What was the impetus behind The Comedy Whore?

Basically, every time I went to an open mic, comedians (mostly the young male ones, go figure) would ask me questions about work. At first, I just told them I’d answer the question if they bought me a drink, and that request was completely ignored. So, I thought I could just invite them for a sit down and they could ask the questions in a more formal way. And also I could record it and use it for the entertainment value rather than just going home annoyed.

Also, you’ve got them on record being ridiculous. So they can’t ever deny being shitty (if they were being shitty rather than ignorant).

Honestly, it doesn’t take that much to get a comedian on record being shitty.

Interview with Stoya

When I first saw a clip of Stoya in action, I was awestruck. She was the only female porn performer I’d ever seen who genuinely seemed to be enjoying it—smiling, even laughing a little, and simply radiating happiness. With her pale cheeks flushed pink and her dark hair slapping up and down around her face, she made little pleased noises instead of letting out a forced litany of “dirty talk” while some male performer (can’t remember a thing about him) went to town. I’m not an expert on her body of work, which has earned her AVN’s 2009 Best New Starlet award, but I do know that both those in the industry and casual fans alike all seem to regard her as intelligent, multitalented, and sincere. You can confirm this for yourself by checking out her twitter feed or her tumblr.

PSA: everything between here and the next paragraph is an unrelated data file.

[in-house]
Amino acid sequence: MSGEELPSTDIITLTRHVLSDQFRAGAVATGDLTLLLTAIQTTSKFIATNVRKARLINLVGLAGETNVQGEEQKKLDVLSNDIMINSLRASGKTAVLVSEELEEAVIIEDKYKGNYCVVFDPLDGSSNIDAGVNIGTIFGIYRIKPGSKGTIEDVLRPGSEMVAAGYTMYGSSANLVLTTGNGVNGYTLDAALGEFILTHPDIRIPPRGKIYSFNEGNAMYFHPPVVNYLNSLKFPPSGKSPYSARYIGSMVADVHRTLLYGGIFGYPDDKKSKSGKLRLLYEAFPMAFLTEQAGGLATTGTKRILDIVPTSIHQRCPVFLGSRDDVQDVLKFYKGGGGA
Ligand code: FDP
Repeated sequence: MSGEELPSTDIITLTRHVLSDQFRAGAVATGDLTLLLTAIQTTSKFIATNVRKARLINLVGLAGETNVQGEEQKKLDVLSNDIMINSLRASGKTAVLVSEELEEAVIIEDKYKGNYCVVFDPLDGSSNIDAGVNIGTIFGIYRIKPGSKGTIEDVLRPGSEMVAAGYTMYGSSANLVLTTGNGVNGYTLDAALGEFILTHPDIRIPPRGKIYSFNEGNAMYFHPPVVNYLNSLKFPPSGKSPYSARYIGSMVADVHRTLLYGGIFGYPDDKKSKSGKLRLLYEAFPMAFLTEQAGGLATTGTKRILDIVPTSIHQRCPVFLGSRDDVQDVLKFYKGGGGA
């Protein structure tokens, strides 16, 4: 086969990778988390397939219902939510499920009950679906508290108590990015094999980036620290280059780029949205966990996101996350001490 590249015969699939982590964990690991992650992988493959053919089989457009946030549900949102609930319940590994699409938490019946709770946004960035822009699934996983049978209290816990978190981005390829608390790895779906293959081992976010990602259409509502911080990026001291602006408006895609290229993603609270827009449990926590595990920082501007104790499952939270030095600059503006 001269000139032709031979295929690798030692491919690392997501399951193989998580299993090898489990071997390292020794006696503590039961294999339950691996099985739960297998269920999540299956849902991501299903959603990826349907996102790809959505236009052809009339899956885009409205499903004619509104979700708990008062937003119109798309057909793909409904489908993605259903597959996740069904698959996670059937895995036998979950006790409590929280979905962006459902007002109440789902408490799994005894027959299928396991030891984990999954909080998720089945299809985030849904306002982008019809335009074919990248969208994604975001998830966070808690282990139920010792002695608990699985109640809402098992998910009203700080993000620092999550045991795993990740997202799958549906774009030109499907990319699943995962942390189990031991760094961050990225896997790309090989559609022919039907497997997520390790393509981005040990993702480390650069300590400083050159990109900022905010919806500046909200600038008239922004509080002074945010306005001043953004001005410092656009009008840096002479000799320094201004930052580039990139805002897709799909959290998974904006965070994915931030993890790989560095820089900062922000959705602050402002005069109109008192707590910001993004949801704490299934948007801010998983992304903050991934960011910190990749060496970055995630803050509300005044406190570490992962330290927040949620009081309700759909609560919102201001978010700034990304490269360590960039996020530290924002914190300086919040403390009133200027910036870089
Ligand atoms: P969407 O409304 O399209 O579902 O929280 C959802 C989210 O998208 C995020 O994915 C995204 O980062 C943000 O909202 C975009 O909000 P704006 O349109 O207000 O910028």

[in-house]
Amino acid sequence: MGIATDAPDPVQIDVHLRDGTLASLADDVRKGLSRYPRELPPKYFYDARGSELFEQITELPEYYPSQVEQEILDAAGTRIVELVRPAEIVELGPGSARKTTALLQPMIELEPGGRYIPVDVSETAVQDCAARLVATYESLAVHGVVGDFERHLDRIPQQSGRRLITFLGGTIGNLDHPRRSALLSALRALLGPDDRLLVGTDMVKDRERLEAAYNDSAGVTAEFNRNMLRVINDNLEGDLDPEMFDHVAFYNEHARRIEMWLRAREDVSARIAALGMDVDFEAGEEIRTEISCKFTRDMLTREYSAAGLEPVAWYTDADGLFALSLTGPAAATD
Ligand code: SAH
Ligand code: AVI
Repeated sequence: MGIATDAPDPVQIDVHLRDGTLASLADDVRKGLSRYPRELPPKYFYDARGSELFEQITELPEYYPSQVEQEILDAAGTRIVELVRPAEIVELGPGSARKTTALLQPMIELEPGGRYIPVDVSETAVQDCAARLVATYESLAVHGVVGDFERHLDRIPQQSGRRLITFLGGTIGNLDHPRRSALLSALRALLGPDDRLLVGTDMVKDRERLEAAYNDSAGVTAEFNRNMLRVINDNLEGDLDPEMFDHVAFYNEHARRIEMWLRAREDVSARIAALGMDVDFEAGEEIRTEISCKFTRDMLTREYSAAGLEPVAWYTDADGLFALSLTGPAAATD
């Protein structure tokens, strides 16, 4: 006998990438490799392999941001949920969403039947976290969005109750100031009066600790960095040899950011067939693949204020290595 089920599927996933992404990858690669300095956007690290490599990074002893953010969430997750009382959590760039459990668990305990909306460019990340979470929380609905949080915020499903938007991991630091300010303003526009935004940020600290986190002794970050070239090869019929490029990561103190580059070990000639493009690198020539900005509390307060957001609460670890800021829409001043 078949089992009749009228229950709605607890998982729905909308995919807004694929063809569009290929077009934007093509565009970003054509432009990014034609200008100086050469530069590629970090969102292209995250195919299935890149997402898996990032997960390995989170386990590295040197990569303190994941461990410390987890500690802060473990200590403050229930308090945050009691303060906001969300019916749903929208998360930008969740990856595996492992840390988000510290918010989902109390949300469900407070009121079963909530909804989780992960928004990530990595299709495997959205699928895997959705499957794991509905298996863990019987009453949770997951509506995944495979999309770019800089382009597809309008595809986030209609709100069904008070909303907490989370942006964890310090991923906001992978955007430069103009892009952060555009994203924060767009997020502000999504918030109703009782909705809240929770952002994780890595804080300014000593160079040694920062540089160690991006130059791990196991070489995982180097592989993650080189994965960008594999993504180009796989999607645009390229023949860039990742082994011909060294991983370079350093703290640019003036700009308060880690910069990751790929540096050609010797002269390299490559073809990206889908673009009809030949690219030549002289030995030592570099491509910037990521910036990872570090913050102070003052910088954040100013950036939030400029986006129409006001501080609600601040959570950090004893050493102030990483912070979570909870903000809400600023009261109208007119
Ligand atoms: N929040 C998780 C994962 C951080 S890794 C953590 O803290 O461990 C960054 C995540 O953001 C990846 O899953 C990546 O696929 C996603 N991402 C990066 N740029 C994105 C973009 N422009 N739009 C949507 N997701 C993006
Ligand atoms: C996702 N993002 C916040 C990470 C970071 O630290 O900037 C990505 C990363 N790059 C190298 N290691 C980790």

She graciously agreed to answer the following questions over email.

Stoya in a self-made skirt at AVN. Photo by Jeff Koga.

Activist Spotlight: Derek Demeri on the United Nations and Universal Rights

Monica Jones and Derek Demeri in the United Nations Gardens in Geneva. (Photo by Derek Demeri, courtesy of Penelope Saunders and Derek Demeri)
Monica Jones and Derek Demeri in the United Nations Gardens in Geneva. (Photo by Derek Demeri, courtesy of Penelope Saunders and Derek Demeri)

On May 11th, American sex workers’ rights activists Monica Jones and Derek Demeri met with the United Nations’ Human Rights Council in Geneva to advocate for protections for sex workers, in preparation for the Council’s quadrennial Universal Period Review of the US’ human rights record that same day. The following interview was conducted with Demeri, of the New Jersey Red Umbrella Alliance, via e-mail and edited for clarity and length. 

What were your goals in making recommendations to the United Nations’ Human Rights Council? If the Council absorbed just one point from your presentation, what do you hope it was?

Ultimately, we want people in positions of power to hear and recognize the struggle that sex workers have been facing for centuries. Sex workers and their allies know all too well the violence that comes at the hands of the police and [those in] other positions of authority. We know how deep stigma runs in society when sex workers can face eviction from housing or termination from employment for past experience in the sex trade. We know how the government has completely failed to aid sex workers against the HIV epidemic that continues to sweep the country. Our community knows these things, but we need to let the world know.